Uma Thurman Joins Lars Von Trier’s Nymphomaniac
Uma Thurman has joined the cast of Lars Von Trier’s latest ensemble drama, Nymphomaniac, although details of her character have not been offered up. Shooting for the production is already well underway which could point to a cast member bailing over the subject matter.
A Lars Von Trier picture guarantees the presence of explicit sex, irrational protagonists and awkward scenes that stretch out longer than something which is infinitely long.
This latest project allows for an entire feature to be dedicated to the former, in what is essentially a legitimately-filmed, multiple-partner star-studded romp. Thurman joins cast mates Shia LeBoeuf, Christian Slater, Charlotte Gainsbourg, Stellan Skarsgard, Willem Dafoe, Udo Kier, Nicole Kidman, Jamie Bell, Connie Nielsen and Jesper Christensen.
Check out the official synopsis below:
NYMPHOMANIAC is the light and poetic story of a woman’s erotic journey from birth to the age of 50 as told by the main character, the self-‐diagnosed nymphomaniac, Joe.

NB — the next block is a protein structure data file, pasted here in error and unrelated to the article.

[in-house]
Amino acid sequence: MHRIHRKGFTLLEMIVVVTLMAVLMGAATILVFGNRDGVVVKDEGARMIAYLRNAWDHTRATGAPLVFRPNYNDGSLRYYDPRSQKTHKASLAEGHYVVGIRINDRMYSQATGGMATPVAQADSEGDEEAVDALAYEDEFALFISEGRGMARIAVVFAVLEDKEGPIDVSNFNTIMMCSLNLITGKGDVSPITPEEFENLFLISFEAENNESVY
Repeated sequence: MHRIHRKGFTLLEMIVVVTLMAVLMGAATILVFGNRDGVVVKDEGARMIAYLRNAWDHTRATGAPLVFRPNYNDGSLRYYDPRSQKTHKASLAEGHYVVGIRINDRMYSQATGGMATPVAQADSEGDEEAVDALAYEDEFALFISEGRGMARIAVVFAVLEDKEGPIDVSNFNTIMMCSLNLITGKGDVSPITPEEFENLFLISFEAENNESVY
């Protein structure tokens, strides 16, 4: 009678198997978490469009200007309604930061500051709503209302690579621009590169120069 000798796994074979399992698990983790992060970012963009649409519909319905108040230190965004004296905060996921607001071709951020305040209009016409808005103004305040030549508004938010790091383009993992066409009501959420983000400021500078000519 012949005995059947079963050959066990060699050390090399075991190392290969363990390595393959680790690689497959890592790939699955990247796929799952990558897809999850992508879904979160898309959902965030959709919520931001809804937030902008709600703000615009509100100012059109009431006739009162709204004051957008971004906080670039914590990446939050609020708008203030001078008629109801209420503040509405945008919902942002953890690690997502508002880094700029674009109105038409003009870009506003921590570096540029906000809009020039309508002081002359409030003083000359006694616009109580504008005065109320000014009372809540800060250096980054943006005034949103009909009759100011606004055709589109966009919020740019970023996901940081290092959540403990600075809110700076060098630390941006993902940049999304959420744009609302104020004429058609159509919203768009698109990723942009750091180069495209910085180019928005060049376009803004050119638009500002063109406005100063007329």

On a cold winter’s evening Seligman, an old bachelor, finds Joe semi‐unconscious and beaten up in an alleyway. After bringing her to his flat he sees to her wounds while trying to understand how things could have gone so wrong for her. He listens intently as she over the next 8 chapters recounts the lushly branched-‐out an multi faceted story of her life, rich in associations and interjecting incidents.
After the sci-fi gloom-fest that had even the greatest of optimists reaching for a razor blade, Melancholia, it is a more than welcome sight to see the word “light” present in a Von Trier synopsis. He’s undoubtedly a filmmaker with a keen eye for human experience, providing that human has experienced death by comet.
Nymphomaniac will be Uma Thurman’s first time working under the direction of Lars Von Trier. But, will it be her last? We’ll find out when the film opens sometime next year.
What do you make of this latest piece of casting news? Have your say in the comments below.
Source: The Film Stage